Usually online students take the exam online, and on-campus students take the exam on-campus. However, if you are an online student and happen to be in the Boston area and want to come to campus to take the exam you can do that.  Or, if you are an on-campus student and you want to take it online we can do that too! Just indicate on the RSVP what your plans are so we can prepare the appropriate exam for you.

REGISTRATION INFORMATION


In order to take the comprehensive exam you need to do two things:

  1. Please complete the RSVP form for taking the comprehensive exam (PDF) and return it to the department by email (applied.linguistics@umb.edu), by fax (+1 617-287-5403) or in person (M-4-458A).
    • This form is due by March 15, 2019
  2. Please complete your graduation request paperwork. You should have received a letter from the registrar's office in late September if you are potentially eligible to graduate.

 

As soon as we have processed your paperwork, you will be given access to a Blackboard course (http://umb.umassonline.net) where the information session will take place, and where you will be taking your exam.

 

 

EXIT EVALUATION FORM

Both online and on-campus students will be emailed an online survey by, or on, Friday May 3rd, 2019. If you don't receive a survey please first check your spam folder to see if it's there. If not, please email applied.linguistics@umb.edu and we can troubleshoot :-)

You will have until Friday May 17th, 2019 to complete this survey.You must complete the survey before taking the comprehensive exam. Please follow the link to the survey as you will be unable to take the exam until it is completed. This survey is anonymous and evaluations will be opened and analyzed only after comprehensive exam results are in and grades submitted.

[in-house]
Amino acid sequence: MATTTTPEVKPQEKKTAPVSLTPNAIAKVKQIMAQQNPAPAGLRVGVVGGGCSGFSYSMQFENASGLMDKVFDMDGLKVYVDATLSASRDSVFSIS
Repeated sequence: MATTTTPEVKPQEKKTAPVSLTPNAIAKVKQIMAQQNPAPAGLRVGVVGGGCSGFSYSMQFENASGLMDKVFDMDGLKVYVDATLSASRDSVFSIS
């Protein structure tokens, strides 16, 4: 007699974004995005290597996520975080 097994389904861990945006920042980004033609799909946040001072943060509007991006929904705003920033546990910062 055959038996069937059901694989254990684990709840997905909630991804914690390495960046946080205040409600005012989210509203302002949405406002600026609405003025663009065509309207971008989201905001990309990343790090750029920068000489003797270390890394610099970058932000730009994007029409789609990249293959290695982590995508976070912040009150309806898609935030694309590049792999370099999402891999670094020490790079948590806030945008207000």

COMPREHENSIVE EXAM INFORMATIONAL Q&A SESSION

Online

Please post questions at the bottom of this InfoPost. The on-campus session is also available live via Zoom. Please see here for registration details.

 

On-Campus

The on-campus face to face comprehensive exam information session is February 12.  Before you attend, please read this InfoPost and use the Discussion forum (same as online students) to ask questions you might have about the comprehensive exam.  If you are planning on attending please RSVP to this event so that we know how many are attending:  (RSVP link). 

PROCTORING

Online students: You can take the exam at (almost) any location you'd like! It seems that over the past few semesters most students taking the exam do so at home or at their office. To provide proctoring we are working with a company called ProctorU to make sure that each and every one of you has a proctor. It is really important to work out the time zone information correctly; all times are referenced in Eastern Standard Time (Boston time). Online students can choose to take the exam online, or on-campus.